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SASTM Newsflash - MERS-COV Eastern Mediterranean: United Arab Emirates, WHO, Saudi Hajj recommendations

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SASTM NEWSFLASH

 

MERS-COV - EASTERN MEDITERRANEAN:

 

UNITED ARAB EMIRATES, WHO, SAUDI HAJJ

 

RECOMMENDATIONS

 

The Ministry of Health (MoH) in the United Arab Emirates (UAE) has notified WHO of a laboratory-confirmed case of infection with Middle East respiratory syndrome coronavirus (MERS-CoV) in the country. The patient is an 82-year-old man with underlying medical conditions and is currently in critical condition.

 

Globally, from September 2012 to date, WHO has been informed of a total of 82 laboratory-confirmed cases of infection with MERS-CoV, including 45 deaths.

 

Based on the current situation and available information, WHO encourages all Member States to continue their surveillance for severe acute respiratory infections (SARI) and to carefully review any unusual patterns.

 

Health care providers are advised to maintain vigilance. Recent travelers returning from the Middle East who develop SARI should be tested for MERS-CoV as advised in the current surveillance recommendations.

 

Specimens from patients' lower respiratory tracts should be obtained for diagnosis where possible. Clinicians are reminded that MERS-CoV infection should be considered even with atypical signs and symptoms, such as diarrhea, in patients who are immunocompromised.

 

Health care facilities are reminded of the importance of systematic implementation of infection prevention and control (IPC). Health care facilities that provide care for patients suspected or confirmed with MERS-CoV infection should take appropriate measures to decrease the risk of transmission of the virus to other patients, health care workers and visitors.

 

All Member States are reminded to promptly assess and notify WHO of any new case of infection with MERS-CoV, along with information about potential exposures that may have resulted in infection and a description of the clinical course. Investigation into the source of exposure should promptly be initiated to identify the mode of exposure so that further transmission of the virus can be prevented.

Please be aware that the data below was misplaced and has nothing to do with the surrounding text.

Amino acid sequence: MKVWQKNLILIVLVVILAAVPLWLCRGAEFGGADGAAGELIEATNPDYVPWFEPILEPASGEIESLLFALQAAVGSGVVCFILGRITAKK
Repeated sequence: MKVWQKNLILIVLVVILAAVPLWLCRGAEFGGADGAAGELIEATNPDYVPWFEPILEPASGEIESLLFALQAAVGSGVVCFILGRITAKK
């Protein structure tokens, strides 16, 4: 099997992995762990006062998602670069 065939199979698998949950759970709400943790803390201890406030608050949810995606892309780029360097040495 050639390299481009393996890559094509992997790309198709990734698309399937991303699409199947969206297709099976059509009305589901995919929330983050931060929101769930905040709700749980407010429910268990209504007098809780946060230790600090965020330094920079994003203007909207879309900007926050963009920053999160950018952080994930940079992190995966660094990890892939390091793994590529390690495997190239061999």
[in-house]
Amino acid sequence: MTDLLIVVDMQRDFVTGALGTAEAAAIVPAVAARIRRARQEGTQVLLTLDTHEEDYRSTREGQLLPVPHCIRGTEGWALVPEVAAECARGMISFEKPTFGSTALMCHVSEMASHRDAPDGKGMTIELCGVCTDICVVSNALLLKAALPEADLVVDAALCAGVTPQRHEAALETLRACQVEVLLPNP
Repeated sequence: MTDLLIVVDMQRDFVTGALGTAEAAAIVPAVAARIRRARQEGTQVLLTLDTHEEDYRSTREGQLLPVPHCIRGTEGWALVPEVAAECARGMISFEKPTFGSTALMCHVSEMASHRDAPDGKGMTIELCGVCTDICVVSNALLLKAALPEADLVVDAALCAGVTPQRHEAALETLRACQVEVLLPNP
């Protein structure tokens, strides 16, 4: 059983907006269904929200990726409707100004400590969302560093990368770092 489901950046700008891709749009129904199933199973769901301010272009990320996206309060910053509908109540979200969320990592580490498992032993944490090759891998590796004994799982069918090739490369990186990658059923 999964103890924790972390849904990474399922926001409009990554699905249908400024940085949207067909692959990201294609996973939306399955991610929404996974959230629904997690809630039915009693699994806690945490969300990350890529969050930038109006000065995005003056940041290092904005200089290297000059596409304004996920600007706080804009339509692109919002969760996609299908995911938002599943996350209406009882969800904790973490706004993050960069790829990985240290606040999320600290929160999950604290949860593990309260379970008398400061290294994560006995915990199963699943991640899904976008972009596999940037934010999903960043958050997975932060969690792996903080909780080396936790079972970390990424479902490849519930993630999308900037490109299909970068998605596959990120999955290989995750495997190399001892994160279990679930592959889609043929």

WHO does not advise special screening at points of entry with regard to this event nor does it currently recommend the application of any travel or trade restrictions.

 

WHO has convened an Emergency Committee under the International Health Regulations (IHR) on a precautionary basis in order to be prepared for a change in the situation. The Emergency Committee, which comprises international experts from all WHO Regions, will provide expert technical advice to the WHO Director-General in accordance to the IHR (2005). The 1st meeting of the Committee took place on [9 Jul 2013], and a further meeting is scheduled for next week [16 Jul 2013].

 

Saudi Arabia, Hajj recommendations

 

Saudi Arabia on Saturday [13 Jul 2013] urged elderly and chronically ill Muslims not to perform the Hajj pilgrimage, a measure to curb the spread of the MERS coronavirus, which has killed 38 in the kingdom.

 

The health ministry issued a set of conditions for people wanting to perform the annual Hajj, which this year falls in October [2013], or the year-round Umrah or minor pilgrimage.

 

They recommend postponing the Umrah and Hajj this year [2013] "for the elderly and those suffering chronic illnesses, like heart, kidney, respiratory diseases, and diabetes." People with immunity deficiency, as well as children and pregnant women, are also listed, according to a ministry statement posted on its website.

 

The statement did not set an age limit, and it was not clear whether the recommendation implies that no visas will be issued for such pilgrims.